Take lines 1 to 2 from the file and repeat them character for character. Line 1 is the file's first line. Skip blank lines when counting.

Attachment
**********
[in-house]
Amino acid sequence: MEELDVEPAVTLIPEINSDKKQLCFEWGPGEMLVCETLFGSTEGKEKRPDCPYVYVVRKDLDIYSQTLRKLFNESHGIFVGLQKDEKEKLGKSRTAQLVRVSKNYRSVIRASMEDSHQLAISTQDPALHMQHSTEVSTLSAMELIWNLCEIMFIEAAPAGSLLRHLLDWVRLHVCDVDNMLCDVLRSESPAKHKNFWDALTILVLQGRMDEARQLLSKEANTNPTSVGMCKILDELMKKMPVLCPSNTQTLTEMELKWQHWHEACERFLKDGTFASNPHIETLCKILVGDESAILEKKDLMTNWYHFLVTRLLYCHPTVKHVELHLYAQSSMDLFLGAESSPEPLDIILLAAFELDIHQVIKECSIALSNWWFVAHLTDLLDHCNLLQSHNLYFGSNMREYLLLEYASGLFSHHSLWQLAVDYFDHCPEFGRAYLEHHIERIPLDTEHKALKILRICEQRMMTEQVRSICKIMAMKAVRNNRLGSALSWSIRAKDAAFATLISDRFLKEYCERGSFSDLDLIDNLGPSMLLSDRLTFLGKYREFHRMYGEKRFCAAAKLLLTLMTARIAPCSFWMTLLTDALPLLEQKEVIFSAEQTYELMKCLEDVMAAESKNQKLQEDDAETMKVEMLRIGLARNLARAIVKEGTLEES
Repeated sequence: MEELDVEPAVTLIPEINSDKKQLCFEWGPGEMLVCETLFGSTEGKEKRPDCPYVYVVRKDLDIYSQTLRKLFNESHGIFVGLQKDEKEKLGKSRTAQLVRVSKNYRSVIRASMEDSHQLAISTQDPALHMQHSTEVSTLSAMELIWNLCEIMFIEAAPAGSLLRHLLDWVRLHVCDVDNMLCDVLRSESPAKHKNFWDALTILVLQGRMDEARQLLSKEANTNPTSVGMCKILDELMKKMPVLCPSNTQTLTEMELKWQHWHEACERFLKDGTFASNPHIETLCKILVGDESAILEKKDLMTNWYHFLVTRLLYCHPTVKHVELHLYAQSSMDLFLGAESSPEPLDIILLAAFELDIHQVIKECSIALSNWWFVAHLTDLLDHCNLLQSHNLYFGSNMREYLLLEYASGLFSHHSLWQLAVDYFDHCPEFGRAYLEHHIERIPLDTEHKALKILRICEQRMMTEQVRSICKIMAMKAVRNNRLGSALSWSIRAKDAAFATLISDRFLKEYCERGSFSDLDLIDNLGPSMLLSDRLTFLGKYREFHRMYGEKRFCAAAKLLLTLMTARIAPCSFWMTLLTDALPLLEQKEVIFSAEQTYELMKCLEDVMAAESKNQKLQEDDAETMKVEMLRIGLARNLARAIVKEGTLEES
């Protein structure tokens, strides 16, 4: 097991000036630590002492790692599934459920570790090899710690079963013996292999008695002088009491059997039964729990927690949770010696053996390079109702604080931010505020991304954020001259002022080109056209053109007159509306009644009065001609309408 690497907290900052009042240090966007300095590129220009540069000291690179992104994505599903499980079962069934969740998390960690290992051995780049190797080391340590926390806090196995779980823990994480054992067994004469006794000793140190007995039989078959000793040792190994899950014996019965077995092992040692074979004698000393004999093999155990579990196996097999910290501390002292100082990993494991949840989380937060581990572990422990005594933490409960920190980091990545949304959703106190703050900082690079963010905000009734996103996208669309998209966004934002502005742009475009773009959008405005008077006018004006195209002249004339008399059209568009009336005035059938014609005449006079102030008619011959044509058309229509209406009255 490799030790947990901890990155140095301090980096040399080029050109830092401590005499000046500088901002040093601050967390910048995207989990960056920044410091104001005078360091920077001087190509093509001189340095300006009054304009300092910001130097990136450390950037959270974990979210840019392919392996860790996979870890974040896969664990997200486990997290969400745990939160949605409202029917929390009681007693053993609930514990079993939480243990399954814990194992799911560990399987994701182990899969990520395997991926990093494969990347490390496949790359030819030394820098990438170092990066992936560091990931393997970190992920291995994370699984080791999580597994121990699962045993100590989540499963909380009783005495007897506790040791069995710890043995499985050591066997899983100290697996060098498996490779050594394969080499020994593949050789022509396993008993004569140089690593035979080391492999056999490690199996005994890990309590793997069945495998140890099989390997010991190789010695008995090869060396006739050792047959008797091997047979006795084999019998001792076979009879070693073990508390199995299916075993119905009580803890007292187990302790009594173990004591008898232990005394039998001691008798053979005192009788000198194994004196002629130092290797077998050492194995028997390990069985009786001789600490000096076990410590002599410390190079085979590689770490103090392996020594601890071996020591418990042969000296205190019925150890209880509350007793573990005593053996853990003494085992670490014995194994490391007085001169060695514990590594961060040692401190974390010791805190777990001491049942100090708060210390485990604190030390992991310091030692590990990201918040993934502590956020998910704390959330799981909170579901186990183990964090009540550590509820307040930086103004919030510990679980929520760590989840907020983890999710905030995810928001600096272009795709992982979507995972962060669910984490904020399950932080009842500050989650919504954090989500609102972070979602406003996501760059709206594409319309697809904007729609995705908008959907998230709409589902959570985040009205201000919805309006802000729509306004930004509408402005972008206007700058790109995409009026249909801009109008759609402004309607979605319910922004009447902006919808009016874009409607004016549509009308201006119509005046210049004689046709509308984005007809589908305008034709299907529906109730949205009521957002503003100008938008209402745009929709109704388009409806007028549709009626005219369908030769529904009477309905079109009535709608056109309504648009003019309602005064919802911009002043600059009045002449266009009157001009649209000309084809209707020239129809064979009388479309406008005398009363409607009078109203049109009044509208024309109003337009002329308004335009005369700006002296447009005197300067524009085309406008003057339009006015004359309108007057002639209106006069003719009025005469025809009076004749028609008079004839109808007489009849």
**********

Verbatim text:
[in-house]
Amino acid sequence: MEELDVEPAVTLIPEINSDKKQLCFEWGPGEMLVCETLFGSTEGKEKRPDCPYVYVVRKDLDIYSQTLRKLFNESHGIFVGLQKDEKEKLGKSRTAQLVRVSKNYRSVIRASMEDSHQLAISTQDPALHMQHSTEVSTLSAMELIWNLCEIMFIEAAPAGSLLRHLLDWVRLHVCDVDNMLCDVLRSESPAKHKNFWDALTILVLQGRMDEARQLLSKEANTNPTSVGMCKILDELMKKMPVLCPSNTQTLTEMELKWQHWHEACERFLKDGTFASNPHIETLCKILVGDESAILEKKDLMTNWYHFLVTRLLYCHPTVKHVELHLYAQSSMDLFLGAESSPEPLDIILLAAFELDIHQVIKECSIALSNWWFVAHLTDLLDHCNLLQSHNLYFGSNMREYLLLEYASGLFSHHSLWQLAVDYFDHCPEFGRAYLEHHIERIPLDTEHKALKILRICEQRMMTEQVRSICKIMAMKAVRNNRLGSALSWSIRAKDAAFATLISDRFLKEYCERGSFSDLDLIDNLGPSMLLSDRLTFLGKYREFHRMYGEKRFCAAAKLLLTLMTARIAPCSFWMTLLTDALPLLEQKEVIFSAEQTYELMKCLEDVMAAESKNQKLQEDDAETMKVEMLRIGLARNLARAIVKEGTLEES